“What happens when governors change? What happens when mayors change?” Columbus said.

New Orleans isn’t the only place where charters have been wary of local elected oversight. Fearing that political pressure would cause California school boards to extend applications for underperforming schools, that state’s charter school association backed a bill in 2011 that, among other measures, would limit a local board’s power to renew a low-performing charter.

That bill ultimately failed, but the California Charter Schools Association has continued to push education officials to take tougher looks at underperforming schools.

“I think we know from the national experience … .that closing down an existing school is a tremendously difficult endeavor,” said Myrna Castrejón, the association’s senior vice president of government affairs. It is one that elected boards have difficulty executing, to be honest.”

Ideas for new governance models

There have been multiple calls in recent years to restructure the Orleans Parish School Board. The nonprofit think tank Bureau of Governmental Research and Tulane University’s Cowen Institute have proposed several options.

One is to appoint at least some members of the board. Or one governing body could be responsible for direct-run schools, finances, facilities, and other system-wide planning, while another could oversee charter schools. Another idea: The governing body could oversee everything but facilities, which would be handled by a separate manager.

Another plan, released by the nonprofit Educate Now, run by former local and state school board member Leslie Jacobs, would create three separate boards – an elected body that would manage resources and two appointed bodies that would handle direct-run schools and charters.

Former school board president Torin Sanders’ plan calls for one unified, elected governing board, and for the city’s roughly 46 charter boards to be publicly elected.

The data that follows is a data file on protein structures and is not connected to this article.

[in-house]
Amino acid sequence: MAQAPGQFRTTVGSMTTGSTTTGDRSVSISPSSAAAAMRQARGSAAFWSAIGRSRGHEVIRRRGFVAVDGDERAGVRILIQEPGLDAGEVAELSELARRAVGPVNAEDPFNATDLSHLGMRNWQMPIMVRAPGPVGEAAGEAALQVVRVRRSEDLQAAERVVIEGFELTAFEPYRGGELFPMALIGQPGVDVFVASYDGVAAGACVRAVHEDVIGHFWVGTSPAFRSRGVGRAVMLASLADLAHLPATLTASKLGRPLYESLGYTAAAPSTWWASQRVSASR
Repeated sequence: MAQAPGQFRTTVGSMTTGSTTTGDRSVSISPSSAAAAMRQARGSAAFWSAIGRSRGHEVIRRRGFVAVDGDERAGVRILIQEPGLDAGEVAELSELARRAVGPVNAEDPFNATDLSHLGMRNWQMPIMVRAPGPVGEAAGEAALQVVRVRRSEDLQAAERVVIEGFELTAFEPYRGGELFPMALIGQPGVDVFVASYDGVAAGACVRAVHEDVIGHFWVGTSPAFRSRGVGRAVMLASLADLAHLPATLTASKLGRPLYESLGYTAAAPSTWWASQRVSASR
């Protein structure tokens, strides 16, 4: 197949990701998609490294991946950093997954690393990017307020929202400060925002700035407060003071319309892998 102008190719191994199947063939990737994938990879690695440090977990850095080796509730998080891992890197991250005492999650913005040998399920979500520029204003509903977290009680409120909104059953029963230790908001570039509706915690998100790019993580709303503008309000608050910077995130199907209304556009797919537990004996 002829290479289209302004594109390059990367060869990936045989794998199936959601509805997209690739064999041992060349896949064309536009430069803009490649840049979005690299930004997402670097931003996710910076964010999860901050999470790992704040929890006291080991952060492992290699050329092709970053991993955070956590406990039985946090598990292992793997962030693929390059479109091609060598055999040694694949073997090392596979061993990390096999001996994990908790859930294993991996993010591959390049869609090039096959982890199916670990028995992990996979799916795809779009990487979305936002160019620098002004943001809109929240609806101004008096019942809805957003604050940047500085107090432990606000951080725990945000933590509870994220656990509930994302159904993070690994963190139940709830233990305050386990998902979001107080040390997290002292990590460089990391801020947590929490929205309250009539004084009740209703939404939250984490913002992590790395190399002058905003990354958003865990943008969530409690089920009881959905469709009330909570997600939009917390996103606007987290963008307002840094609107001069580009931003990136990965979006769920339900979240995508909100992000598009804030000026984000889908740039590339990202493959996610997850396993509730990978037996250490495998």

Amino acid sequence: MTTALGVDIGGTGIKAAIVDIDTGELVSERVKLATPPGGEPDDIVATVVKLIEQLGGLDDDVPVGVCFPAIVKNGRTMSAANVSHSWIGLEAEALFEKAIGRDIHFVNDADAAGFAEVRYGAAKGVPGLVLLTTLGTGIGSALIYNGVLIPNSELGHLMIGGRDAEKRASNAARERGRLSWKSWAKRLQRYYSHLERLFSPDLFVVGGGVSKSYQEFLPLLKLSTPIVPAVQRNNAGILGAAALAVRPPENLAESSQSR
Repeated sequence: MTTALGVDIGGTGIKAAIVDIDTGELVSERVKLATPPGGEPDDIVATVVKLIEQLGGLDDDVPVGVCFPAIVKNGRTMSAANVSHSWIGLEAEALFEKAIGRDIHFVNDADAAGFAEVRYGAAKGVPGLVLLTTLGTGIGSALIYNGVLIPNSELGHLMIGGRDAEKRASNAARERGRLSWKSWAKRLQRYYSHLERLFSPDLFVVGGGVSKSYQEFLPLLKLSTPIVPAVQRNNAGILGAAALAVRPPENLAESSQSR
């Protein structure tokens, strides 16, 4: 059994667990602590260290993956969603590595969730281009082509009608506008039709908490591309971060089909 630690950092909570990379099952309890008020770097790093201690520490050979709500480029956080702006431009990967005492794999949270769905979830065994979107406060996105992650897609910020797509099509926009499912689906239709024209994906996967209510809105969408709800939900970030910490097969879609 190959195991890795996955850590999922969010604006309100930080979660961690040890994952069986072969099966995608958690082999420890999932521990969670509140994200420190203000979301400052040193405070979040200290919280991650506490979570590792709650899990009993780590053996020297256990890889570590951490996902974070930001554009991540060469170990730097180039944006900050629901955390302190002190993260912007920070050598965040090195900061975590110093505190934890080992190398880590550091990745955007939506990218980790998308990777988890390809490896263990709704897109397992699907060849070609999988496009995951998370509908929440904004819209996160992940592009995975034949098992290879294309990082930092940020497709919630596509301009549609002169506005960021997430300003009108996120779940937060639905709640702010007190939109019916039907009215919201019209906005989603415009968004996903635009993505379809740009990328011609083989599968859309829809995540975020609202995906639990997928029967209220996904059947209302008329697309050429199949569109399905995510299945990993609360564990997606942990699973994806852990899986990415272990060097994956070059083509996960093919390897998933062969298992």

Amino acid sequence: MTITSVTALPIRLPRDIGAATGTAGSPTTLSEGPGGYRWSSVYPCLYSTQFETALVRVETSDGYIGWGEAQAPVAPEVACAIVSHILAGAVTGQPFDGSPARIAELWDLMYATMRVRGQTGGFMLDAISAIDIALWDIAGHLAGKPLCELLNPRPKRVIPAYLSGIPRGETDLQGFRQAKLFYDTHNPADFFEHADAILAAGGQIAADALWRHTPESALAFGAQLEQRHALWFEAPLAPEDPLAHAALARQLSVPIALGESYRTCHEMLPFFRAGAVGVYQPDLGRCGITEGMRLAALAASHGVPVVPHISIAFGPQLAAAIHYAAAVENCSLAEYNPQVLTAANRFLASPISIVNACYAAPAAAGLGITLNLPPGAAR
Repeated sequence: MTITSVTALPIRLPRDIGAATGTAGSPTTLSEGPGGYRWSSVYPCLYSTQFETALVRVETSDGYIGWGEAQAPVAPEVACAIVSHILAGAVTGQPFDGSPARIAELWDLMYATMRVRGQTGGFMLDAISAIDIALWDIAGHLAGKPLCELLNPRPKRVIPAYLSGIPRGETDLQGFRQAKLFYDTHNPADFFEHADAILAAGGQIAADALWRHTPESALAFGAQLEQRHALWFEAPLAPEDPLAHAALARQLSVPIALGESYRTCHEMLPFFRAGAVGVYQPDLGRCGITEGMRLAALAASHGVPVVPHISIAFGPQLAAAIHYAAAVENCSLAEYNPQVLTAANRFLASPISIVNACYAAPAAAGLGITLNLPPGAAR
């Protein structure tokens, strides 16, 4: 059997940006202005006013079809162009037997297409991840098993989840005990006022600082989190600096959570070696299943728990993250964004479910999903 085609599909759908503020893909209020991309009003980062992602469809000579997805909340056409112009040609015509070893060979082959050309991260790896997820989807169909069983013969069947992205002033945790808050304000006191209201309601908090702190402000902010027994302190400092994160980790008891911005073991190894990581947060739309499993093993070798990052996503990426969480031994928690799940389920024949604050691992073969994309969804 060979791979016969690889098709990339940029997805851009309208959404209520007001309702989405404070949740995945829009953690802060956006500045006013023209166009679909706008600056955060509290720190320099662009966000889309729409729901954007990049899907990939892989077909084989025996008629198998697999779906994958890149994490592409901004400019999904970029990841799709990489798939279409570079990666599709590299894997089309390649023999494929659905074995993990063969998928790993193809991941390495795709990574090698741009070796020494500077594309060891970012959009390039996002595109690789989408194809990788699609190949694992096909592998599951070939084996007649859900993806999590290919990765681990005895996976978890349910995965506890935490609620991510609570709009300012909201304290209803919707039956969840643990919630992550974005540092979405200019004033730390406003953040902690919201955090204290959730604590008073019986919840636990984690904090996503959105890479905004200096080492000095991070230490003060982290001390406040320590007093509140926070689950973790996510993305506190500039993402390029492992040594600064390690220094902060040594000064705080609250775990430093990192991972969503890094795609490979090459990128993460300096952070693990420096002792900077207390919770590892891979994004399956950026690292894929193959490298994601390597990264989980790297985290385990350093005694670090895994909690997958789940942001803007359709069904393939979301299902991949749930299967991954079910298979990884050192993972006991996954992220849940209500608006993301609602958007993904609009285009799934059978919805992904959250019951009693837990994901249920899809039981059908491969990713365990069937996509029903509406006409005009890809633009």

School board members have not publicly endorsed one plan over the other. But board member Nolan Marshall has said he would like to see some appointed school board members, and his colleagues Sarah Usdin and Woody Koppel sat on Educate Now’s task force.

Marshall stressed that the board needs broad community input before changing its structure. Federal officials also must clear any proposal due to the Voting Rights Act.

About 20 states around the country have state or local school boards with appointed members, according to the National School Boards Association. Mayors, governors, or city council members typically do the appointing.

Many people in New Orleans don’t want an appointed board, said Raynard Sanders, a longtime critic of the Recovery School District and a former public school principal.

With an elected board, “at least you have people that are held accountable to the local constituents,” he said. “When they are self-appointed like these [charter] board members are, they have no accountability to anybody.”

‘We can’t just say no every year’

Despite the hesitation many boards have about rejoining the Orleans Parish School Board back, some board members appear to be open to the idea.

ACSA needs to be a “thought leader” in deciding what return looks like, Hernandez said. “I believe, down to my core, that we can’t just say no every year.”